Now back to our regular bacon-based programming:  The flavor was muted but was persistent unlike the Dilly where you only got a hint of flavor here and there.  The goal now will be to find a way to bump the flavors up.  I'm not sure if increasing the quantity of marinade so that more is in contact with the pork bely will get me where I want to go with the flavors but it's worth a shot.  One concern I have is that there was a lot more expense involved with this recipe when compared to a more basic bacon cure and this belly was only about 1.75 lbs.  My typical pork belly is in the 8-9 lb range and this might get expensive real quick. The next step might instead be trying to isolate the flavors and move forward with those ingredients that provide the flavor bombs and drop off the ones that got lost in the shuffle.  For instance, I might increase the soy sauce and sesame oil by 50% and at the same time eliminate the sesame seeds (which were a bastard to wash off the bellies so good riddance).  I'm a little on the fence regarding the sake/gin.  Alcohol enhances flavor by making alcohol soluble isoflavones available for your flavor receptacles (aka - your tasty buds) but there's so little in this recipe that if I choose to keep it I'll likely swap it out for something more cost effective such as vodka if not eliminated entirely.  More to come down the road on this one.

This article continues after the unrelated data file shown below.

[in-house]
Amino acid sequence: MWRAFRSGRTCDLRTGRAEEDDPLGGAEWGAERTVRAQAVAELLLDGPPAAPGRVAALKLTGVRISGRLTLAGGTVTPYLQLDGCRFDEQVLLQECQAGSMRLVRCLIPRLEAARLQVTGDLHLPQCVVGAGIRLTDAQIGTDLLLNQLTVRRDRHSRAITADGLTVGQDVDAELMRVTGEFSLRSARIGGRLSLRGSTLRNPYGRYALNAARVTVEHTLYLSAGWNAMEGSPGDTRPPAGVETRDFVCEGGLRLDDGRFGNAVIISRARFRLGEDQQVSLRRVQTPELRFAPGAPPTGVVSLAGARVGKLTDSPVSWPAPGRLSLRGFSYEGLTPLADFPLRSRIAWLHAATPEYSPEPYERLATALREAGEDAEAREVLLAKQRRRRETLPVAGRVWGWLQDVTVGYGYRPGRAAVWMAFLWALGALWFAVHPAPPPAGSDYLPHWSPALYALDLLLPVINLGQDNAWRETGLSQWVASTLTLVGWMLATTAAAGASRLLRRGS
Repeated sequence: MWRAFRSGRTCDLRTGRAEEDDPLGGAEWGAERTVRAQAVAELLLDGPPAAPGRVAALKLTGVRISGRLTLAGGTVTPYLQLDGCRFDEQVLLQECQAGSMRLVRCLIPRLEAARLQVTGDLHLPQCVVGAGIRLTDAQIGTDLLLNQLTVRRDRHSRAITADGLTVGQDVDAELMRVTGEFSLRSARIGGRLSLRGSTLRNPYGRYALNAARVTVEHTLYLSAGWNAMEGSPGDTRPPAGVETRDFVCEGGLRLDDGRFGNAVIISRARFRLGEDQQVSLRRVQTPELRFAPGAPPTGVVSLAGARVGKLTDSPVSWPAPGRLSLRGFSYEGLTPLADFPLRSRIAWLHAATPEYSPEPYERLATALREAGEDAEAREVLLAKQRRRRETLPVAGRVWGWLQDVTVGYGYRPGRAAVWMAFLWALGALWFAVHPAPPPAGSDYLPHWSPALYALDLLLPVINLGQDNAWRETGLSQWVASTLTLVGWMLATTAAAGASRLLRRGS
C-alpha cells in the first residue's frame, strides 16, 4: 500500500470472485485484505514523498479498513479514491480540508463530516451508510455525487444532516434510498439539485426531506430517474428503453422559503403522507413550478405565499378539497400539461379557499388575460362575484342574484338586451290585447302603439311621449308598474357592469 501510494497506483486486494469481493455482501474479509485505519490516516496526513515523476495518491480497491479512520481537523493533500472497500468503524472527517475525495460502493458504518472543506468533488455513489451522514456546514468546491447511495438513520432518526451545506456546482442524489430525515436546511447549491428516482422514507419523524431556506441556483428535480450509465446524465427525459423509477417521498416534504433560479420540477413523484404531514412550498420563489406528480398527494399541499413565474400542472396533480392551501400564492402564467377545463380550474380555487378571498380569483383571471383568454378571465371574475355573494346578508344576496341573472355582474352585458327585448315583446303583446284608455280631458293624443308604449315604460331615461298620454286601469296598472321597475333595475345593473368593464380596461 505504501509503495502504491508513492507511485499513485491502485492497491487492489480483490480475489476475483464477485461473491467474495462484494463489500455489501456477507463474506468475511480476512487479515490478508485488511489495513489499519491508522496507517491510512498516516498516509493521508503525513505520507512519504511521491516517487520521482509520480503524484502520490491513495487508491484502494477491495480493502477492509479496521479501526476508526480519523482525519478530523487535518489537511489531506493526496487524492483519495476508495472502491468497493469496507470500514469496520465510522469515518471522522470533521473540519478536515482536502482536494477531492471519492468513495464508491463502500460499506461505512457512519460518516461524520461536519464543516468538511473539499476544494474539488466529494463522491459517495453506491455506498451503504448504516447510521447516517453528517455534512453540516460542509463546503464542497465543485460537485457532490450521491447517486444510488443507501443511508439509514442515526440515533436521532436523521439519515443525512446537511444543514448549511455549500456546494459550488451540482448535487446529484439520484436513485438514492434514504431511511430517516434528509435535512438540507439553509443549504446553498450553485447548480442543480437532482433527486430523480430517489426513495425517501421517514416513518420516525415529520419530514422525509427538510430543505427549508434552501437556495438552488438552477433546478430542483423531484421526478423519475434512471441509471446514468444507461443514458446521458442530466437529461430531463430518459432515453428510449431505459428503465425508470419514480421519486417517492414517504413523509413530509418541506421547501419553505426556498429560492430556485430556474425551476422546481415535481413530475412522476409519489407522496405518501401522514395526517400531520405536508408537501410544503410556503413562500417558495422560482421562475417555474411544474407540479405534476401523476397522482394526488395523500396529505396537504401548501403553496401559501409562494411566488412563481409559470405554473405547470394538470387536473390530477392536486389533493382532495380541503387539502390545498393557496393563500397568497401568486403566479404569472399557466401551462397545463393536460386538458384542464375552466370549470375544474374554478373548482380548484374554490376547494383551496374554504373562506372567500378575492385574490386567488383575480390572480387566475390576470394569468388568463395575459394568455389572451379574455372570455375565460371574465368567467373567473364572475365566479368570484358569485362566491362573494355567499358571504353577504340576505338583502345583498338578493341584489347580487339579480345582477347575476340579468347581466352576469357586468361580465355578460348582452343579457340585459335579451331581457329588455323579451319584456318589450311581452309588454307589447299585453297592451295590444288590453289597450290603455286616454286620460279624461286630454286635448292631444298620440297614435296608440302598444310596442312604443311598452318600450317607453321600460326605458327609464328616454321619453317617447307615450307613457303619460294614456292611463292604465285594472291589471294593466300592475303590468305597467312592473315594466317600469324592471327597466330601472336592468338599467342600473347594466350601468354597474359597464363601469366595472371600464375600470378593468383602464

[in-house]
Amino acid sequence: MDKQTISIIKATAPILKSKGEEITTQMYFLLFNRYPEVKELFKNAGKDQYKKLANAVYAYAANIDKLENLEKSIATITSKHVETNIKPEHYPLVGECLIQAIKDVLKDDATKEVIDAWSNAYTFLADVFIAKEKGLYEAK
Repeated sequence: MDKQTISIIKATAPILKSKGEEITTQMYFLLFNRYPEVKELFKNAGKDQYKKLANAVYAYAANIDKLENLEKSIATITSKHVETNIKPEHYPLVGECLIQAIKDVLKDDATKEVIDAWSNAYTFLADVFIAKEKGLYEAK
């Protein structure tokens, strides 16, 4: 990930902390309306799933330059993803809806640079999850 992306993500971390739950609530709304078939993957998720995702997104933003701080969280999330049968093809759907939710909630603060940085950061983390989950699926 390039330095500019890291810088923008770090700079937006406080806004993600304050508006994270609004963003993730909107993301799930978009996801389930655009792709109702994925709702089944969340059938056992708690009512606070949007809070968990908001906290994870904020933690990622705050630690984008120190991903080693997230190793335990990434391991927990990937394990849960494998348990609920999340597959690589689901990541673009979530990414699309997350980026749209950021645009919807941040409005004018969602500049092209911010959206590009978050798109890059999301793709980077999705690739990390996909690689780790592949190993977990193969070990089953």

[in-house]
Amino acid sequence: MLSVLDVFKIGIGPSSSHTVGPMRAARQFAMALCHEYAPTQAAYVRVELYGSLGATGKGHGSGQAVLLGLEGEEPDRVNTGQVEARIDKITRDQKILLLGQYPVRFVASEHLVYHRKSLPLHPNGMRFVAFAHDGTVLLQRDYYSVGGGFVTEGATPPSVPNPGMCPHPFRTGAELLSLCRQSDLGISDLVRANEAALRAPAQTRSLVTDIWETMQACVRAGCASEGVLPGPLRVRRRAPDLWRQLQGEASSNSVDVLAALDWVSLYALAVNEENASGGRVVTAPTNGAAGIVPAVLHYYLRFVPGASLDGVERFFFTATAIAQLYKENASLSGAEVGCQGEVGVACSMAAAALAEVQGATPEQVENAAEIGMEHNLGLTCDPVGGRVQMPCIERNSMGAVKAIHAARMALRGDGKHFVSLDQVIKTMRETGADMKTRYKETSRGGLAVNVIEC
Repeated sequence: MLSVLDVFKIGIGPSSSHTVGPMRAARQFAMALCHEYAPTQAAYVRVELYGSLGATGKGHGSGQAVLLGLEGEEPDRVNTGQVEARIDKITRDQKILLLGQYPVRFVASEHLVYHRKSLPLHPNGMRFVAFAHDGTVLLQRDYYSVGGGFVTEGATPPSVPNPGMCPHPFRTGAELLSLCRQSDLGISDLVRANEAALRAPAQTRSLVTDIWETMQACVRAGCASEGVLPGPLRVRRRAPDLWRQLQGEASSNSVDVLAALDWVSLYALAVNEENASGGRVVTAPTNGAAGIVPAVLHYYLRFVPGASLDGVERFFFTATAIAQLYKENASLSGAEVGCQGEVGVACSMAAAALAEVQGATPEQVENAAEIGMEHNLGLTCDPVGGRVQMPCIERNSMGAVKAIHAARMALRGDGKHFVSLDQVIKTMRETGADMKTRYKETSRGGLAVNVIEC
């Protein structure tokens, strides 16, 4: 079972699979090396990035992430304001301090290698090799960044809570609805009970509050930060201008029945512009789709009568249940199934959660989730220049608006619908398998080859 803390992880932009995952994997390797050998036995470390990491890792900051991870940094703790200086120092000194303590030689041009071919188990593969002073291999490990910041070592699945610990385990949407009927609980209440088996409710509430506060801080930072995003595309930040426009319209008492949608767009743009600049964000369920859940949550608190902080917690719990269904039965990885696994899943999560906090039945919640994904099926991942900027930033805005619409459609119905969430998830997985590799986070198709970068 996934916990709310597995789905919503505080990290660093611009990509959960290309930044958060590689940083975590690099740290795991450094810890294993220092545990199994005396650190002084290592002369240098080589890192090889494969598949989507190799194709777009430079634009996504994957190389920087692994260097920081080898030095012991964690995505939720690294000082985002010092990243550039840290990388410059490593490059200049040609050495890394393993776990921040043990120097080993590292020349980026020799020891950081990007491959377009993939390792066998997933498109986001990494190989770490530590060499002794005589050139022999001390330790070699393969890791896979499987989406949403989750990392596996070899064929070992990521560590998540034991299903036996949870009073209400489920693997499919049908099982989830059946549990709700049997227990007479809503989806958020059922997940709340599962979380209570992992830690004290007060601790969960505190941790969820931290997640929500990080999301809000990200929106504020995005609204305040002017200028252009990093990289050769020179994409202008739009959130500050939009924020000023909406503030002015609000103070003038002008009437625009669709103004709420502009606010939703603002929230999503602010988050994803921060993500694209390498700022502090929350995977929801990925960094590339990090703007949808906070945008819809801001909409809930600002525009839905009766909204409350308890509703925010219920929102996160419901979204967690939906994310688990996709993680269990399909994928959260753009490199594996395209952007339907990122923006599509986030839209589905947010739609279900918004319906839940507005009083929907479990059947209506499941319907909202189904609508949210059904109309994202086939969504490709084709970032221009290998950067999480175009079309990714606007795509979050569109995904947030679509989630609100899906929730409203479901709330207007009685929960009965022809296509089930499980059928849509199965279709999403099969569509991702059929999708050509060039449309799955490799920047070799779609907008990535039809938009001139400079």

Then again, I might just use v2.0 as an excuse to buy this:

Monday, November 12, 2012

Frankenbacon - The Dilly Diaries